Study on cell phone usage among American college students
Cell phones are extremely popular among young people across the world. Cross-cultural research has revealed interesting similarities and differences regarding cell phone usage by young people from different countries. In this post, I report on a study on cell phone usage by college students in USA.
Aoki & Downes (2003) investigated cell phone usage among American college students from a behavioral and psychological perspective. Their objectives were to (a) find out why college students acquired a cell phone and (b) to determine the relationship between cell phone usage behavior and intrinsic motivations about usage.
They used mixed - methods – both qualitative (focus groups) and quantitative (surveys) to collect data. They conducted four focus groups (32 students) and administered a survey to 137 students.
Their results from focus groups indicated that there were nine motivational themes for which college students acquired a cell phone. These were – personal safety, financial incentive, information access, social interaction, parental contacts, time management/coordination, dependency, image and privacy management.
With regard to the behavioral characteristics – most respondents obtained a cell phone when they entered college; the majority made five or fewer calls per day; majority of calls were made from “on the street” followed by “at home” and “at school”; most often the cell phones were used to call “friends and relatives”, “boyfriends or girlfriends”, and “immediate family members”; majority made calls from their cell phones at night and more than half the respondents said that their parents were paying their phone bills.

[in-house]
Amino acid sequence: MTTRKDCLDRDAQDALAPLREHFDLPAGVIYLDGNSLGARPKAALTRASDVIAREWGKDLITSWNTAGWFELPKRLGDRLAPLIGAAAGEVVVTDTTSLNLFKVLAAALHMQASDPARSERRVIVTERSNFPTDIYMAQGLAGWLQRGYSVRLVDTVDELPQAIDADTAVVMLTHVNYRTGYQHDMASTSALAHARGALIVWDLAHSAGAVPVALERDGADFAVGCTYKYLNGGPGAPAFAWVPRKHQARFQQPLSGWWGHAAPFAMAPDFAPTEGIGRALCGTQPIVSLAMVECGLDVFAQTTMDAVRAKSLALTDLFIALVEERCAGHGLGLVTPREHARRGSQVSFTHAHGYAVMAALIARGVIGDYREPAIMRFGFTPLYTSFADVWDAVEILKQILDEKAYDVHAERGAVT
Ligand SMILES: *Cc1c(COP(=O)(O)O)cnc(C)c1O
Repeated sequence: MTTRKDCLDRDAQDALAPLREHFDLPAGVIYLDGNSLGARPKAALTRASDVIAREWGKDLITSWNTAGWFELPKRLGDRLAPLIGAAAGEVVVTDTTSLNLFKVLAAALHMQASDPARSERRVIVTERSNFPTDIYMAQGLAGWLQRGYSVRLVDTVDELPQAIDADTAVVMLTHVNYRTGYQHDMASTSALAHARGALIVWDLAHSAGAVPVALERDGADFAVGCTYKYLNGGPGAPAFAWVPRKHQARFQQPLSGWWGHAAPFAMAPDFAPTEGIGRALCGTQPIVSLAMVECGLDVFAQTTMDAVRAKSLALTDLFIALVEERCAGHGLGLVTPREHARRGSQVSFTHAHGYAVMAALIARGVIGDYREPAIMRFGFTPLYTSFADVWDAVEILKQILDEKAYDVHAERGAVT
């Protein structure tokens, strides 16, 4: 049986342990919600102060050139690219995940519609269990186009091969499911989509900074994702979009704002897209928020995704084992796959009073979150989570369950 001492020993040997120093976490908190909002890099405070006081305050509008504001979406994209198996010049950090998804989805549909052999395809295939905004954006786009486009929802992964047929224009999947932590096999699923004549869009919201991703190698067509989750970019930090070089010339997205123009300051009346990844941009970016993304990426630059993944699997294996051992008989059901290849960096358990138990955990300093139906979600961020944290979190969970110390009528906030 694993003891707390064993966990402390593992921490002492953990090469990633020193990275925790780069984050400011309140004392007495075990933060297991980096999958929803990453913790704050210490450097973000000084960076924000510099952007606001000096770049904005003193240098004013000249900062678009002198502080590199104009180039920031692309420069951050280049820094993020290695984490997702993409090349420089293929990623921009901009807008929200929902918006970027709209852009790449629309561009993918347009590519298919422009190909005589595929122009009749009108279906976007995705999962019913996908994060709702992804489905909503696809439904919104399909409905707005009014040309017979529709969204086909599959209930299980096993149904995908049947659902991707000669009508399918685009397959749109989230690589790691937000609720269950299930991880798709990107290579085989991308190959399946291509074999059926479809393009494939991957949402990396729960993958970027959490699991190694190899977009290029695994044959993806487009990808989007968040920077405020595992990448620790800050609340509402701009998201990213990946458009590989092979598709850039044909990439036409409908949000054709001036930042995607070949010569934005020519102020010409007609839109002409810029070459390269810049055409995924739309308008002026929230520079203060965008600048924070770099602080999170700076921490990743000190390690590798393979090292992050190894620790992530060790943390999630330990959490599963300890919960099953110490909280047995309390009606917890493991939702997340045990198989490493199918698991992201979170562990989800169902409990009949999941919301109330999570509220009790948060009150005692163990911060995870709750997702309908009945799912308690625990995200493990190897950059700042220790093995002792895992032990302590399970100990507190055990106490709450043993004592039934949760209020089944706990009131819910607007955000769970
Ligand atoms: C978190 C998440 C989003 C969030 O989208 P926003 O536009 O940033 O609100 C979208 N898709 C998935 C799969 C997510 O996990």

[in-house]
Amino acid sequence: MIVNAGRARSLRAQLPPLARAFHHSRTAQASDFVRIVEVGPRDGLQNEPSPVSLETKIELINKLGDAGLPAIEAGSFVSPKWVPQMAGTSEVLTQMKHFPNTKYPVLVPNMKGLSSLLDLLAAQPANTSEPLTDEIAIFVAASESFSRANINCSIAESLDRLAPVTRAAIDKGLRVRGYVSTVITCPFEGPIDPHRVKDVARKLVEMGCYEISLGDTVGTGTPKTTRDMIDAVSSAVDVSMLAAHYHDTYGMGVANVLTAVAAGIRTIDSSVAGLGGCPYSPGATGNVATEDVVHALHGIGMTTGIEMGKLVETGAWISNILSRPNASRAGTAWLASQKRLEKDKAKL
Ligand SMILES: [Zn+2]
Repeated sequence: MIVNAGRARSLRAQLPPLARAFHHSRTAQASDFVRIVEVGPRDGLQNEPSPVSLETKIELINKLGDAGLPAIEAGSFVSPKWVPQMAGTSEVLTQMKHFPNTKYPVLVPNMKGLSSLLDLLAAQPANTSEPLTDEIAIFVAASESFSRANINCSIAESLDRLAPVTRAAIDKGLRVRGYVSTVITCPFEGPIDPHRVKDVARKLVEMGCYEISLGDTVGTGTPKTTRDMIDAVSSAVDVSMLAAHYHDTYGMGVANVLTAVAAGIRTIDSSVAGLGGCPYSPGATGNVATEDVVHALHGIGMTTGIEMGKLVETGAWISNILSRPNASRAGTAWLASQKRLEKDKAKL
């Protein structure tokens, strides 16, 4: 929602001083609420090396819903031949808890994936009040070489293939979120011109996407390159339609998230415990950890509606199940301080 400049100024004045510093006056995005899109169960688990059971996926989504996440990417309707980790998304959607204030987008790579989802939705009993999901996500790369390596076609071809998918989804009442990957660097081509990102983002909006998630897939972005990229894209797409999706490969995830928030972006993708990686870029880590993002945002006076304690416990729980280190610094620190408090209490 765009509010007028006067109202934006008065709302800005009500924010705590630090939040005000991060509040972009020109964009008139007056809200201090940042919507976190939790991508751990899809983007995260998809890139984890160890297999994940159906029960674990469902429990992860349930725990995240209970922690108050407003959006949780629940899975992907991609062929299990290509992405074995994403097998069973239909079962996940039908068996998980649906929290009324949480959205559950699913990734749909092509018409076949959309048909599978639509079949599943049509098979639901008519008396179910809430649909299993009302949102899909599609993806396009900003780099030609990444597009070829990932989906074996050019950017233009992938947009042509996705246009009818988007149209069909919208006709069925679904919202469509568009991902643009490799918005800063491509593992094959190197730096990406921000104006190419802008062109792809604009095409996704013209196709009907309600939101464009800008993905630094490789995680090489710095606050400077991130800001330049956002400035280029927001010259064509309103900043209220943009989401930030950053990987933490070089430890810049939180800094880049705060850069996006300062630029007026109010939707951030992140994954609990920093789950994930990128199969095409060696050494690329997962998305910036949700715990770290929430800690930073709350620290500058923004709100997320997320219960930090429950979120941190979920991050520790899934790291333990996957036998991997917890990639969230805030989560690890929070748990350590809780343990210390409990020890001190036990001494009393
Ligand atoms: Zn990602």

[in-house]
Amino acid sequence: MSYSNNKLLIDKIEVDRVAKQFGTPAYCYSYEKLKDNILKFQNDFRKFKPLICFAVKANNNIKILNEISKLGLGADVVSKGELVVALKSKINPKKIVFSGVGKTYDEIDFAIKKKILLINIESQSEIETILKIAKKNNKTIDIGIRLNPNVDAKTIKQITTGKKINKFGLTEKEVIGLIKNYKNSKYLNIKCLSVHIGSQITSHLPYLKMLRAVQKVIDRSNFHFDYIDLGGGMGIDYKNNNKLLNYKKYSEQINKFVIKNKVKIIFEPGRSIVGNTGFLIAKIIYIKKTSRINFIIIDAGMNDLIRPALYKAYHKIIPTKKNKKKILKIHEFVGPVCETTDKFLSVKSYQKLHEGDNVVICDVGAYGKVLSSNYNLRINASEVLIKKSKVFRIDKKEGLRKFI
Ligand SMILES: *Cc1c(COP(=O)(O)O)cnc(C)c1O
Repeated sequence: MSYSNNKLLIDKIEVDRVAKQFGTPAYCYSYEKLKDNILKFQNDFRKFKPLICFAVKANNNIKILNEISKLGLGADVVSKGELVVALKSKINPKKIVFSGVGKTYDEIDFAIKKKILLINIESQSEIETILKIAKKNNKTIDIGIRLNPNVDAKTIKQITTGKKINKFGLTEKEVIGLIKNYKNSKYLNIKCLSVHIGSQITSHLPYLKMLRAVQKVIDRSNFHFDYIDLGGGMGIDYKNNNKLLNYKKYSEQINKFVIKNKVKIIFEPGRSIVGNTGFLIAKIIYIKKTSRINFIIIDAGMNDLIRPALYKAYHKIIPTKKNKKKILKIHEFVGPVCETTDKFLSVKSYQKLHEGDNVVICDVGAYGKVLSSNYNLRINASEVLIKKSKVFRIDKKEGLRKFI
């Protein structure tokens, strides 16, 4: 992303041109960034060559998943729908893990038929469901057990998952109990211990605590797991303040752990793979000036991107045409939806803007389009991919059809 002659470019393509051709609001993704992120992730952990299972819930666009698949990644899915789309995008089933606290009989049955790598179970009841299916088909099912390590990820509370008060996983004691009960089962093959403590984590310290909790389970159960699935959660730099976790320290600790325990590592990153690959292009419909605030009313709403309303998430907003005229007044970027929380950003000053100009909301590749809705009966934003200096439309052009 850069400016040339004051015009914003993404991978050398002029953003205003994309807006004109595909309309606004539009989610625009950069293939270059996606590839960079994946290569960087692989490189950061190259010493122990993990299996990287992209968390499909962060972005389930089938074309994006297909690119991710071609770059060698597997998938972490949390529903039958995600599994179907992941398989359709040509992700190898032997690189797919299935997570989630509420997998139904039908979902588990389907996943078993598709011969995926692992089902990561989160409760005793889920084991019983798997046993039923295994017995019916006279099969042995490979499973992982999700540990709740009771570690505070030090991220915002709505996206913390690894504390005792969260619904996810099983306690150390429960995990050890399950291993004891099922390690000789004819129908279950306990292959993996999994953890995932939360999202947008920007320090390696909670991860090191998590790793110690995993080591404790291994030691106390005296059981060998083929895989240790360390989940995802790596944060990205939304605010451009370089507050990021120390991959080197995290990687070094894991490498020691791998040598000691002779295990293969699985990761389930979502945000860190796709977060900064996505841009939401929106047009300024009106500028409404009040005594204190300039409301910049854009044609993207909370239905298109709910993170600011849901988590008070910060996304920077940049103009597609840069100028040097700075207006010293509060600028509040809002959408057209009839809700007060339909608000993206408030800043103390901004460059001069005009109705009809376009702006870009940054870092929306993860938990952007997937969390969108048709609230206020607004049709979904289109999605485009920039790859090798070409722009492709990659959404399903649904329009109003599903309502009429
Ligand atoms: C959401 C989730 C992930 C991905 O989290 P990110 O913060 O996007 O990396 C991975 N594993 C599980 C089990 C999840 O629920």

By performing a Q factor analysis, they identified five groups of cell phone users -
1. Group 1 – “Cost conscious” – This was the largest group and believed that cell phone is the cheaper way to make calls. They spend a lot of time receiving calls and talking on cell phones but did not make most of the calls.
2. Group 2 – “Security/Safety conscious” – This group felt that having a cell phone makes them feel safer. They used cell phones very minimally.
3. Group 3 – “Dependent” – The students in this group felt lost without their cell phones and they used the cell phones frequently.
4. Group 4 – “Sophisticated” – For this group, owning a cell phone equaled to having a style statement. They were the early adopters among the group and also tend to make the most number of calls.
5. Group 5 – “Practical users” – This group used the cell phone because it made sense. They did not care about the style or believed it was a necessity. They used the cell phones moderately when they needed to use it.
This study showed that even within a homogeneous group such as college students there could be distinct groups of users. It would be interesting to see if these groups would have similar characteristics in other cultures as well.